Aaron OBLVN’s Childhood Revisited

By On March 16, 2012 In Art, The GROUND Feed

Last week, a new art show opened in Chinatown, across the street and down a way from the Lower East Side Skatepark. Situated within view of graffiti, the Klughaus Gallery is one devoted to street culture, and last week a show of work by graphic designer and artist Aaron OBLVN opened. This is OBLVN’s first east coast solo show, and is comprised of a whopping 100 illustrations.

The project took about two and a half months to complete (But I didn’t work around the clock,  OBLVN reminds me), and served as an exercise for the artist; reading in a Justin Green comic strip that it takes 100 hours of practice just to get letting perfect, 100 illustrations seemed a good enough challenge to improving one’s painting prowess. While each illustration is drawn in a classic American cartoon style, the characters portrayed in each are different and varied: original and re-imagined characters alike find their homes on the walls at Klughaus, including some favorites from your childhood.

You’ll recognize some of these characters from retro Saturday morning cartoons or comic strips: the Pink Panther and The Inspector, Felix the Cat, Dennis the Menace, to name just a few. But this isn’t a trip down memory lane for viewers’ OBLVN has riffed on the characters, creating darker and badass versions of them. If you’ve ever seen the cartoon show Harvey Birdman which dealt with myths of classic characters, like Shaggy and Scooby-Doo being stoners then you know what to expect.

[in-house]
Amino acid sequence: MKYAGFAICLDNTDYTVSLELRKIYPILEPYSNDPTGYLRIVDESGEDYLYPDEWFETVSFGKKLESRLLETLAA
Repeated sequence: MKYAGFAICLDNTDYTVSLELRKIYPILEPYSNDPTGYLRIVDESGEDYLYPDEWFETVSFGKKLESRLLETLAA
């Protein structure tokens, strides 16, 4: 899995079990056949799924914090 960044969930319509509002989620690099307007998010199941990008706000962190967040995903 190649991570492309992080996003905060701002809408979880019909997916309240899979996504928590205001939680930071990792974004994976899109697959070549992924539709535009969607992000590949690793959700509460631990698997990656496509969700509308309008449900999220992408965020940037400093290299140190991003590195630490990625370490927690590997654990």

In OBLVN’s alternate reality, Michigan J. Frog, a Looney Tunes character and washed-up WB Network mascot, sits in a bathtub ready to electrocute himself. OBLVN makes his mischief by presenting well-known characters, twisted and re-mixed with his life and interests. Dennis the menace spray paints a fence, based upon a friend of the artist. “I asked: if he could be character, who would he be?” says OBLVN.

In another oft-talked about work from the exhibit, Felix the cat disguise saunters out of an elevator carrying a rolled up print—a riff on the theft of a KAWS painting from Marc Ecko’s Chelsea offices: Felix’s disguise carries the mustache of the thief in the surveillance photo of the theft.

The 100 paintings are sometimes cute, sometimes dark but often full of humor, not unlike how a child might render his favorite characters in parody or escapism. But these paintings are taken from an adult’s perspective, opening up fun possibilities for the viewer. [The illustrations] are drawn’ from a time in my life when I literally sat with a pad of paper while watching the television, says OBLVN. What we the viewers are left with is the chance to see classic, favored characters” and original ones, too, rendered in a familiar style freshly updated, and rather more relateable: they’ve grown with us, and from the sheer volume of work on display, one can’t argue OBLVN’s own quest for growth was not time wasted.

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